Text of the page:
This line was built in 1886 by Santa Fe subsidiary, Chicago, Kansas & Western Railroad. All through 1886, construction crews for the CK&W and the Denver, Memphis & Atlantic Railroad, a Missouri Pacific subsidiary, raced one another westward through Chautauqua County, each vying to beat the other to the Cowley County line. The DM&A reached Cedar Vale at the county line, first, and then continued westward toward Dexter and Winfield. Finding little reason to share the same territory with the MoP, the Santa Fe terminated construction at Cedar Vale. Thereafter the Santa Fe operated the line as the Cedar Vale branch, with the cattle town of Elgin, located on the Indian Territory border, generating most of the traffic on the line. Prior to WWI, this line carried considerable stock car traffic, with Indian Territory, grass-fattened cattle being shipped from Elgin to Kansas City. Cattle shipments peaked about 1909 and thereafter, Elgin gradually declined. The Cedar Vale branch limped into the early years of the Great Depression before the Santa Fe finally petitioned the ICC to abandon the line between Havana and Cedar Vale.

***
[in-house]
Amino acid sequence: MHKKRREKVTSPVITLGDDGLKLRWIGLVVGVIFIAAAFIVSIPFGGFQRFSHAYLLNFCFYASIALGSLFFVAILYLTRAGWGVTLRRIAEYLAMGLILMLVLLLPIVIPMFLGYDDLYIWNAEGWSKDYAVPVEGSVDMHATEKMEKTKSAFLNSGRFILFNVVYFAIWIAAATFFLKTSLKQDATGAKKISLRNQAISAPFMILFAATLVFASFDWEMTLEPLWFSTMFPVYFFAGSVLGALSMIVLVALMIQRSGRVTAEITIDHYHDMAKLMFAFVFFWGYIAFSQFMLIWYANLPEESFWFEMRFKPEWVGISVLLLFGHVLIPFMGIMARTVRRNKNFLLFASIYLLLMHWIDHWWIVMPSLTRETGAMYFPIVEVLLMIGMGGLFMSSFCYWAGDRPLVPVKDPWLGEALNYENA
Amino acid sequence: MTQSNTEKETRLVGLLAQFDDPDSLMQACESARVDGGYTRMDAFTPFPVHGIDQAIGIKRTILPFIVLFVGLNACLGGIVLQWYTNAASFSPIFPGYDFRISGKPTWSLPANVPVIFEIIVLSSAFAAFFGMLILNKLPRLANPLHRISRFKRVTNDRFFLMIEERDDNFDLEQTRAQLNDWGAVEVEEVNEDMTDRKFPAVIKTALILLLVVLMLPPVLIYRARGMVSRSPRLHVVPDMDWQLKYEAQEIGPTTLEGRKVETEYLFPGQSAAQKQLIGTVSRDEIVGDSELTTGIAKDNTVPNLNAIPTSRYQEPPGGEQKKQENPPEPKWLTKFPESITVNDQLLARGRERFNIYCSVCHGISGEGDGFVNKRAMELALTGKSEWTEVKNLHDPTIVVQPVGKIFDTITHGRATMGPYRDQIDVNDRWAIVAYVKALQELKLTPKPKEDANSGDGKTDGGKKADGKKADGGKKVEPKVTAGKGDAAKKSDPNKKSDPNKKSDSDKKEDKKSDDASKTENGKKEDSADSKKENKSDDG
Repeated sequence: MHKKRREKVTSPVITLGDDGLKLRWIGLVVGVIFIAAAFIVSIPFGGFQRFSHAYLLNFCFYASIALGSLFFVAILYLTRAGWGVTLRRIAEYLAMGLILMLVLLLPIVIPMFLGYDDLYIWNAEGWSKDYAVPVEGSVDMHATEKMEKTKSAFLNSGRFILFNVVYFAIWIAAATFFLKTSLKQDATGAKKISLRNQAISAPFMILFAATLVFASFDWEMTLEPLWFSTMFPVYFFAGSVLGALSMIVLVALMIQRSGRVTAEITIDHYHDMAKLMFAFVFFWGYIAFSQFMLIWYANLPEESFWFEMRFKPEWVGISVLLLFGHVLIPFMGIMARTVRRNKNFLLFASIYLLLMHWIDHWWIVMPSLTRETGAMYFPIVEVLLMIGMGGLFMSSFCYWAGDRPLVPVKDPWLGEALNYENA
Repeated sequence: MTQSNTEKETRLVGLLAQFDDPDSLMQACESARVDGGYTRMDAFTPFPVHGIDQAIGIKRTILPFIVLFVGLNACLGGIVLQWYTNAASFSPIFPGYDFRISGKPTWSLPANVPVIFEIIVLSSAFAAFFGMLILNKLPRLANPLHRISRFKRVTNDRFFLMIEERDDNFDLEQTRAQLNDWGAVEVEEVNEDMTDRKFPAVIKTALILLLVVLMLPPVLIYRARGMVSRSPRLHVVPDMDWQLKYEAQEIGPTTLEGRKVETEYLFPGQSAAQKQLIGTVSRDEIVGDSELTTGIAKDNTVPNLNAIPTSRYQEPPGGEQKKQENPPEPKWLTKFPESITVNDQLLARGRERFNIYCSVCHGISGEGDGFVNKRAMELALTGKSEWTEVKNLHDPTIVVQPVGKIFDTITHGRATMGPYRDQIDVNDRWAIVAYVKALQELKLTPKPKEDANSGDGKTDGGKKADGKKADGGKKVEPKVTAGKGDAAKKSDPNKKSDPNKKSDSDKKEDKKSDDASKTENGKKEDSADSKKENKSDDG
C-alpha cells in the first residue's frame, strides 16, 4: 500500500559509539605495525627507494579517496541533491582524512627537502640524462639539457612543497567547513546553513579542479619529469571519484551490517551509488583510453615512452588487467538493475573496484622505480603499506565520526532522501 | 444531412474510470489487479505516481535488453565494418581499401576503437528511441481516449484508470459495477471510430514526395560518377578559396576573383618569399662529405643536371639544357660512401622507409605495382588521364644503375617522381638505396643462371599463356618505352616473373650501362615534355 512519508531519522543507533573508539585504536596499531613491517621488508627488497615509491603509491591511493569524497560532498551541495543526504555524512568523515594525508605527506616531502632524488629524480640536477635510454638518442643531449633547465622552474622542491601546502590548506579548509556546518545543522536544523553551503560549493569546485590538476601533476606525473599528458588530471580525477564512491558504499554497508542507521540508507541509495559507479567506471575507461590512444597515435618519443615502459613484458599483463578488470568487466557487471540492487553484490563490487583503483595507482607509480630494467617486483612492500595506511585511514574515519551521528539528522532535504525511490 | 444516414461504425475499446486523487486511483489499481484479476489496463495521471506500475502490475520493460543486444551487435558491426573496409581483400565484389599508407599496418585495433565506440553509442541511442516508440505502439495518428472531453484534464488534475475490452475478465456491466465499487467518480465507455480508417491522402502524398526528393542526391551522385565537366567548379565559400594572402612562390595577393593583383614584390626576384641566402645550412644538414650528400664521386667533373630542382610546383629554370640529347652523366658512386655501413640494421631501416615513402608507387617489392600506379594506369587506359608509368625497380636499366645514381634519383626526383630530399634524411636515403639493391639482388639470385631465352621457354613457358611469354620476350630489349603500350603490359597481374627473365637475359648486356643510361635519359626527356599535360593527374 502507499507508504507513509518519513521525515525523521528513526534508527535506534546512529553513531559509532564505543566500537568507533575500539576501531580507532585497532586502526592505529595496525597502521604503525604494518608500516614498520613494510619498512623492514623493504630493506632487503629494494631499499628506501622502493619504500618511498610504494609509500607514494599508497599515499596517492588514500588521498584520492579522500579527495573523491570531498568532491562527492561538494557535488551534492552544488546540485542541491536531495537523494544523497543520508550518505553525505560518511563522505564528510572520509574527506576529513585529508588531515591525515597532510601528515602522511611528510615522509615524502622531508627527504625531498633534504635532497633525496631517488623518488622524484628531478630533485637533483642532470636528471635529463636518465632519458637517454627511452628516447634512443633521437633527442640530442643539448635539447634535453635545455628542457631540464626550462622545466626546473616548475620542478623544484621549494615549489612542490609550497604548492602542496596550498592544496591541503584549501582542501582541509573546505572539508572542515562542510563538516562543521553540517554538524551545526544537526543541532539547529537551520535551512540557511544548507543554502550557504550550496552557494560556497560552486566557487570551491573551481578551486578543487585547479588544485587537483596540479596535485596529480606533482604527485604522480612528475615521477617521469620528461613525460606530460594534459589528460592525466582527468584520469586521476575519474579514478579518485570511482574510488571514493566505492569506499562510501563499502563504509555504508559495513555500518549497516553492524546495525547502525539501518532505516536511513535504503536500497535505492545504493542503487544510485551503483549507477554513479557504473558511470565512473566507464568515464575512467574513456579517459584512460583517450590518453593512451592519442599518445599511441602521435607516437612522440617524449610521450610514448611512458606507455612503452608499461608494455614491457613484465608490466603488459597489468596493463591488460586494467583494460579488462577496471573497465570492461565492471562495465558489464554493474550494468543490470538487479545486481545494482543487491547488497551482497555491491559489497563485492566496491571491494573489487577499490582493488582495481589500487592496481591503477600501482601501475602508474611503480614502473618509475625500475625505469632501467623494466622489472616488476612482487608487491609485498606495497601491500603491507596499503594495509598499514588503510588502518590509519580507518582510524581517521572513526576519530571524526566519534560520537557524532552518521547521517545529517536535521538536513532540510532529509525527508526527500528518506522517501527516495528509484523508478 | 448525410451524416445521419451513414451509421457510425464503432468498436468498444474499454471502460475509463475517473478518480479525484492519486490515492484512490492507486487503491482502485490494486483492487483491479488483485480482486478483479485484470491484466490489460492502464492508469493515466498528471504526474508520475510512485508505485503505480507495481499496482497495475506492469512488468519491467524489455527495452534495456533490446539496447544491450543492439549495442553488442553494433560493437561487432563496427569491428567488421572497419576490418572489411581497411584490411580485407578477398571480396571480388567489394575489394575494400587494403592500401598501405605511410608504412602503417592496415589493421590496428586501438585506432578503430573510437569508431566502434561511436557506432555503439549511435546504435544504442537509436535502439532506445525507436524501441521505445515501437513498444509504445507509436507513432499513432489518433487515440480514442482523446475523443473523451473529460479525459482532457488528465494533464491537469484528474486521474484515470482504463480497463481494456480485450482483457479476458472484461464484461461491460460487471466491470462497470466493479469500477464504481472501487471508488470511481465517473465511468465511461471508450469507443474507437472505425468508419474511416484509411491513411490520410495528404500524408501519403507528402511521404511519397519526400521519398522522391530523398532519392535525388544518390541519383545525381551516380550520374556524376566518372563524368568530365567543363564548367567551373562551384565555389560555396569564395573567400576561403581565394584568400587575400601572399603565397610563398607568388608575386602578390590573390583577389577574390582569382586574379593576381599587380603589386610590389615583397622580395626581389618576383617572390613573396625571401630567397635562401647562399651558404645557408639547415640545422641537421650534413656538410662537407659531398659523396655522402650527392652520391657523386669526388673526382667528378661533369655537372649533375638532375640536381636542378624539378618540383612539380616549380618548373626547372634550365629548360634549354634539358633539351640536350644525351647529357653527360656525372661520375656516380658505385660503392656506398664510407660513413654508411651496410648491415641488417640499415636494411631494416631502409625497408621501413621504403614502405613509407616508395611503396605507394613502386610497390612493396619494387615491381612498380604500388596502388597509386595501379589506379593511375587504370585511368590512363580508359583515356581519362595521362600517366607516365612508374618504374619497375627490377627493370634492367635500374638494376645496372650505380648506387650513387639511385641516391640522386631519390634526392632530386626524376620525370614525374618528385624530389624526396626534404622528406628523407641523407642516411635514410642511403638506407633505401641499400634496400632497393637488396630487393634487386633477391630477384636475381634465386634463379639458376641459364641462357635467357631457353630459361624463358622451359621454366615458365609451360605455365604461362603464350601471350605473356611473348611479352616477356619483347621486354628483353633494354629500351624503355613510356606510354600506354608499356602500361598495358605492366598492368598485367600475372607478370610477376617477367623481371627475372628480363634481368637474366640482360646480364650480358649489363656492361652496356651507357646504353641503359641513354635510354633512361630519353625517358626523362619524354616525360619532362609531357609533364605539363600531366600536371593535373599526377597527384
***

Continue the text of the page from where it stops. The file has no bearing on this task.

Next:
Although the line was removed prior to WWII, the old roadbed remains evident throughout much of the alignment. There are a few, well-built, limestone culverts and bridge abutments/piers at various points along the line. Legend has it that the Santa Fe employed Italian stone masons to build these structures, but to date no corroborating evidence for this claim has been found. Regardless, they make for good photo opportunities for the adventurous.